Miami, Jan 12 (EFE) .- The mayor of Miami, Francis Suárez, announced on Tuesday a series of events to celebrate the 125th anniversary of the city, which will take place next July, and predicted a “bright future” for the town most international community in South Florida despite the covid-19 pandemic.
“Congratulations to the city of Miami, we are beginning a series of events for the 125th anniversary, which includes several in the schools of the community,” said Suarez in front of Miami Senior High School, the oldest high school in Miami-Dade County, open in 1903.
“We are going to reach unimaginable borders,” added Suárez, born in Miami and the son of a former mayor of the city, Cuban Xavier Suárez.
Julia Tuttle, a businesswoman and farmer from Cleveland, Ohio, who owns land where the city was built, was its founder.
“The Miami Mother” convinced engineer Henry Flagler, a highway builder, to extend the Florida East Coastal Highway to Miami.
Thus, on July 28, 1896, Miami, which is now part of Miami-Dade County, obtained the title of city with a population of 300 people.
But Flagler didn’t listen to the woman when she said she was making the streets too narrow, Commissioner Joe Carollo lamented during the holiday presentation.
“Miami is a city like few others in the world, the emigration that has come has not only been from the Caribbean, but from Central America, South America, and frankly from all over the world,” said Carollo, former mayor of the city twice (1996- 1997 and 1998-2001), who was responsible for organizing the centenary in 1996.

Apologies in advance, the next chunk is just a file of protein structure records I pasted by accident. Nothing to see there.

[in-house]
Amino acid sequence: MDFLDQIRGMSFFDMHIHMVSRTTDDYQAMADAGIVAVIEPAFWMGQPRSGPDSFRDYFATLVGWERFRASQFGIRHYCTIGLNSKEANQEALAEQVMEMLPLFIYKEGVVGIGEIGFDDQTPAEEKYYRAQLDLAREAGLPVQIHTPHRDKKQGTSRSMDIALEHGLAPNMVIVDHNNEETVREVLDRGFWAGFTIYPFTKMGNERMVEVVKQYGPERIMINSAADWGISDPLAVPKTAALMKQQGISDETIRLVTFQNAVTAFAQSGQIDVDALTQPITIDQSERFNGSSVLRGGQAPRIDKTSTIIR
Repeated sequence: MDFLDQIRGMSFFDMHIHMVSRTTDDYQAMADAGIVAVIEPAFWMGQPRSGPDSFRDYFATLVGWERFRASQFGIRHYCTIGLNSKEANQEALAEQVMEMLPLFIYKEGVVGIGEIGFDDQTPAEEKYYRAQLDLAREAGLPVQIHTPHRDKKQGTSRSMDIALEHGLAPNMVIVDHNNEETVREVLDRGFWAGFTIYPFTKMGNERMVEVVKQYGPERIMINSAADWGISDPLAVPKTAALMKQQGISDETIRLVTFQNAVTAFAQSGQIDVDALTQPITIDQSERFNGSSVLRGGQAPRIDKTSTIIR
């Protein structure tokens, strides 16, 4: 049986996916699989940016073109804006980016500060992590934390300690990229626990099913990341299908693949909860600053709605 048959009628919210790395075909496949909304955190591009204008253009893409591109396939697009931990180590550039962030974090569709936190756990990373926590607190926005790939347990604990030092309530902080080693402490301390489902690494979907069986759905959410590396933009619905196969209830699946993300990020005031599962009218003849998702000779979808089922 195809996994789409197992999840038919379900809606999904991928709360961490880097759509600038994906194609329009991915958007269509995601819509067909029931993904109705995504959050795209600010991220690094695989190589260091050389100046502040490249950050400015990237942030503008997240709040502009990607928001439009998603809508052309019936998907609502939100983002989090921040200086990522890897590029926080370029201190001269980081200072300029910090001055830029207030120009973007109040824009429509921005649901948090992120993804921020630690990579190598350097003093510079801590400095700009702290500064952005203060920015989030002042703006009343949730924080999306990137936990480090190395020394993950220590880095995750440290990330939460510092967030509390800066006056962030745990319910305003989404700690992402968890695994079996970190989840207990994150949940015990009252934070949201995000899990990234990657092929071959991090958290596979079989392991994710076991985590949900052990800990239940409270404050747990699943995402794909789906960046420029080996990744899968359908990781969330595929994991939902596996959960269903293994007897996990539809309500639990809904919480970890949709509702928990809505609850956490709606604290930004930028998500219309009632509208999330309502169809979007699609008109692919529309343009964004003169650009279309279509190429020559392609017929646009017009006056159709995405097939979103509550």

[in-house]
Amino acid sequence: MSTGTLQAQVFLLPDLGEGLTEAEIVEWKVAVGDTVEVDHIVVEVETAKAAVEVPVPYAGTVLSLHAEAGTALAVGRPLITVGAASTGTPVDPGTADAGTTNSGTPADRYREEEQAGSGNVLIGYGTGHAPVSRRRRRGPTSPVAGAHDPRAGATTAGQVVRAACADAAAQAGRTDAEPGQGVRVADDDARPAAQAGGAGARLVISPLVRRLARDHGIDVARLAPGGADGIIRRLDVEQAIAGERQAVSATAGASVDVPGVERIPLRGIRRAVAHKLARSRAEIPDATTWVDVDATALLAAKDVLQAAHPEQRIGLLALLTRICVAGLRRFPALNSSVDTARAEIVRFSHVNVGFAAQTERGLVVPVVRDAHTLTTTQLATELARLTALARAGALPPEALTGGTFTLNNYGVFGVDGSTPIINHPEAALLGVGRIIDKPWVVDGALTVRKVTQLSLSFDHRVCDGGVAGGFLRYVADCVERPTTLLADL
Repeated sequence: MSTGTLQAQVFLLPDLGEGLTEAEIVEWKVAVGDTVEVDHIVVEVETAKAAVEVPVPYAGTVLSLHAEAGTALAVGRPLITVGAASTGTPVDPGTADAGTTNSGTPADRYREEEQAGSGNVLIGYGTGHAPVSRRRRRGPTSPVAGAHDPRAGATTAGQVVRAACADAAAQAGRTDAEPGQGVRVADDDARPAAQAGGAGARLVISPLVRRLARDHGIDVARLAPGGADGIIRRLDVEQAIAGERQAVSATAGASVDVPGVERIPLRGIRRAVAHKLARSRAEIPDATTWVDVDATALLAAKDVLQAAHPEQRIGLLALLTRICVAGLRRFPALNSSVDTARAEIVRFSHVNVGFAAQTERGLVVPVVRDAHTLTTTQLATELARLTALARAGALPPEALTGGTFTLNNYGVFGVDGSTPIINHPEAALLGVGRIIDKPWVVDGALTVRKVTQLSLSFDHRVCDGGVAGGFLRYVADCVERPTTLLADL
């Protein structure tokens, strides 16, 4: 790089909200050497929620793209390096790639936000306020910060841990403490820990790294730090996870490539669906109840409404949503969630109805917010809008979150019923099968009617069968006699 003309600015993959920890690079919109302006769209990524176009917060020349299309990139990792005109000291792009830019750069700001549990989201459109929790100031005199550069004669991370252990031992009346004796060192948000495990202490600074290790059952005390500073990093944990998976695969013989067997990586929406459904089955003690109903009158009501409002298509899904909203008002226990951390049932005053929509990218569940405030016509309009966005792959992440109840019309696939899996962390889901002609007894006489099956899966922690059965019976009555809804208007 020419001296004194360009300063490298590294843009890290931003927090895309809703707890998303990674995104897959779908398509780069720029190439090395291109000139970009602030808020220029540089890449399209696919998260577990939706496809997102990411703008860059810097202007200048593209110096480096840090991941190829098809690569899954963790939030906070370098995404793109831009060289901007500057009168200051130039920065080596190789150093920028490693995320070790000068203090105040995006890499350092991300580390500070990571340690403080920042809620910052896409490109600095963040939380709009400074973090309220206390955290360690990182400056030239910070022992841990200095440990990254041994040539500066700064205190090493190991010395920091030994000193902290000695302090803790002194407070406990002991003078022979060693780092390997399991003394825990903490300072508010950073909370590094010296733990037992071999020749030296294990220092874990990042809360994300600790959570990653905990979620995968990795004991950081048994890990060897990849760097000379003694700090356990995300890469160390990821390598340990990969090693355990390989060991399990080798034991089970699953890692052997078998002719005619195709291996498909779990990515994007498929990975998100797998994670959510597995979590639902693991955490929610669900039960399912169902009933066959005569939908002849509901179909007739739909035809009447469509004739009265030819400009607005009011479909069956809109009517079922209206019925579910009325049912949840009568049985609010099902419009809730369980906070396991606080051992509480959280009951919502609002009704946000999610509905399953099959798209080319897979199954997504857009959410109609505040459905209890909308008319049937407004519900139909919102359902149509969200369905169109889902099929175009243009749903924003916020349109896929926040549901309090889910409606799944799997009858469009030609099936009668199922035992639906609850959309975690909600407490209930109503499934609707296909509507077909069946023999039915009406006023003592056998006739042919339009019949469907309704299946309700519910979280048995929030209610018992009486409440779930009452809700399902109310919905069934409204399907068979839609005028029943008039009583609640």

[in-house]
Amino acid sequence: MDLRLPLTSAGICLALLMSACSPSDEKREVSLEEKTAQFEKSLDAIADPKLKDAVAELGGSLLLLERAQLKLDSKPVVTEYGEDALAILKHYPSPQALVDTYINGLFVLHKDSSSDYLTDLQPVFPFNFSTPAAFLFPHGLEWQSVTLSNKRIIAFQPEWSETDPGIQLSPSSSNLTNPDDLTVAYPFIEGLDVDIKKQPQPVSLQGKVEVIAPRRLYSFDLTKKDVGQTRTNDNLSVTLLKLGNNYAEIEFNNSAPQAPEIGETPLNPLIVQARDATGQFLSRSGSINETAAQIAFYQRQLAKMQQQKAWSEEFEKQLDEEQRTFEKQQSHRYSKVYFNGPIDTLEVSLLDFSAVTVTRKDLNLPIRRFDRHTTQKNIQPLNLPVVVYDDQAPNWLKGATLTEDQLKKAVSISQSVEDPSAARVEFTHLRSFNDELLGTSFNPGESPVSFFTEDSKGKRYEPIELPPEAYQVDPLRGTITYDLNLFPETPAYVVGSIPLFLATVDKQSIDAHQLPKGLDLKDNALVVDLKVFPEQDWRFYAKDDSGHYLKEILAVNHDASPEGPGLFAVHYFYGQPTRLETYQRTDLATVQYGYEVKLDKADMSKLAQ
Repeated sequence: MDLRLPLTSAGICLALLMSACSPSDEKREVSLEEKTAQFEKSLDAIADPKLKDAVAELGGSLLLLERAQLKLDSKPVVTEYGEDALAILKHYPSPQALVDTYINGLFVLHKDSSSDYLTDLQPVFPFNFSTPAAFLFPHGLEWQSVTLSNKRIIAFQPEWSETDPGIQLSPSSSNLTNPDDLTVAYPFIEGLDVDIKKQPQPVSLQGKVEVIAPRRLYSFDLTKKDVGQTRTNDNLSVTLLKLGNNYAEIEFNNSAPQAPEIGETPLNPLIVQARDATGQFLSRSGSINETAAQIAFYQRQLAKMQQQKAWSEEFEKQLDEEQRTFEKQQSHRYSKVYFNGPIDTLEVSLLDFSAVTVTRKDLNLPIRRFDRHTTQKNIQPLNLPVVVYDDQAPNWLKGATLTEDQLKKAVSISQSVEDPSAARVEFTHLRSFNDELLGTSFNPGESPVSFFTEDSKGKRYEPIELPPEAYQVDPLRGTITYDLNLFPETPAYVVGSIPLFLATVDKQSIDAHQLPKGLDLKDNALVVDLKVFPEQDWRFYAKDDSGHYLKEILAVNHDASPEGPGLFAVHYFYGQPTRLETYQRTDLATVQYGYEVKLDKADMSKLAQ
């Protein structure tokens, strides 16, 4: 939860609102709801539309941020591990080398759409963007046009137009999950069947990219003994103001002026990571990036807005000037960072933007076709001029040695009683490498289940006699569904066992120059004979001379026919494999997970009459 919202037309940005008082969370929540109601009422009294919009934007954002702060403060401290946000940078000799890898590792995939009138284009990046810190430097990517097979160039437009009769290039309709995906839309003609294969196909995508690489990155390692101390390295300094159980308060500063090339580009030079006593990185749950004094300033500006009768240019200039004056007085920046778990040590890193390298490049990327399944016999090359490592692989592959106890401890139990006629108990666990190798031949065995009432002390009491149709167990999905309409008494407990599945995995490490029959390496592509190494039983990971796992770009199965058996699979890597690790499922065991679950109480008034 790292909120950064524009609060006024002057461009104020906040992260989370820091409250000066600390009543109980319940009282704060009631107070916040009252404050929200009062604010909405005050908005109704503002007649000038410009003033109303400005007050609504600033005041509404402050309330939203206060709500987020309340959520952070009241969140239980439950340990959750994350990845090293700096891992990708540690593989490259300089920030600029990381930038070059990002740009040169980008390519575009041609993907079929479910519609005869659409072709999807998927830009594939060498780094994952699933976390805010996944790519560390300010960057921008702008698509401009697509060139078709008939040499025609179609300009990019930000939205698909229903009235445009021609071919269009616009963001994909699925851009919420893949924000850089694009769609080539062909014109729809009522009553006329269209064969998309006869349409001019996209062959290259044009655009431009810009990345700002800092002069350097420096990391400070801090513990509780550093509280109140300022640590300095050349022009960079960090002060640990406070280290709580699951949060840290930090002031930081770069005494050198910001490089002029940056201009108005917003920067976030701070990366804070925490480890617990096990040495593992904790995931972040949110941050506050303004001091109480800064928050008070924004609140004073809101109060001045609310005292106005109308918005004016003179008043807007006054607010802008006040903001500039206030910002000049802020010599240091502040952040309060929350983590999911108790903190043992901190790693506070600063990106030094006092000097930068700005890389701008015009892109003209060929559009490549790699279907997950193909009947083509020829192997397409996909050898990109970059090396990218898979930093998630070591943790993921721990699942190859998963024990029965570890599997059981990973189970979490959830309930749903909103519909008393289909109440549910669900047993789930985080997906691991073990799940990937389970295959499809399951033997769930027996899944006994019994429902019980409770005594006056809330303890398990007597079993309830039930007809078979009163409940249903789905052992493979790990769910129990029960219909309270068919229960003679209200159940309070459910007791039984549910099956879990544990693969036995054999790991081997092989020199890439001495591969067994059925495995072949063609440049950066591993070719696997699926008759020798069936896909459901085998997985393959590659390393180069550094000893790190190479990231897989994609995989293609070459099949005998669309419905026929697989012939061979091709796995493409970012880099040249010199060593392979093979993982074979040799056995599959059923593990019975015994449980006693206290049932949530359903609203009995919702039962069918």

“After New York, we are the city with the most consulates in the United States,” he explained.
Also, he added, Miami is “the city that has the largest cruise port in the world, while its airport is the first in the world in international cargo. Before the COVID, more than 32 million passengers passed through the airport annually.”
“This year is going to be good and we will leave the bad behind,” predicted Cuban Carollo, who arrived in the United States at age six.
Councilor Manolo Reyes said that for him “it is a great honor” to speak this Tuesday in front of the school where he studied when he arrived from Cuba, located in Little Havana.
“I’m from the first hello from Cubans who arrived in Miami in 1959. I lived two blocks from here. It brings me so many memories of what Miami was like … Now it is the most cosmopolitan and international city in the United States,” Reyes said.
All councilors referred to 2021 as a year that will be “much better” than the previous one, marked by the strong impact of the pandemic.
Miami-Dade County has registered 331,649 COVID-19 cases and 4,452 deaths since March 1.
For Miami to be that picturesque city marked by the Cubanity of Calle Ocho, the Art Deco buildings and its famous spas, it had to count on the impulse of the railroad.
Construction also carried out by Flagler, and a subsequent line that connected the touristy Florida Keys together, attracted workers and people who settled in Miami, today with almost half a million inhabitants.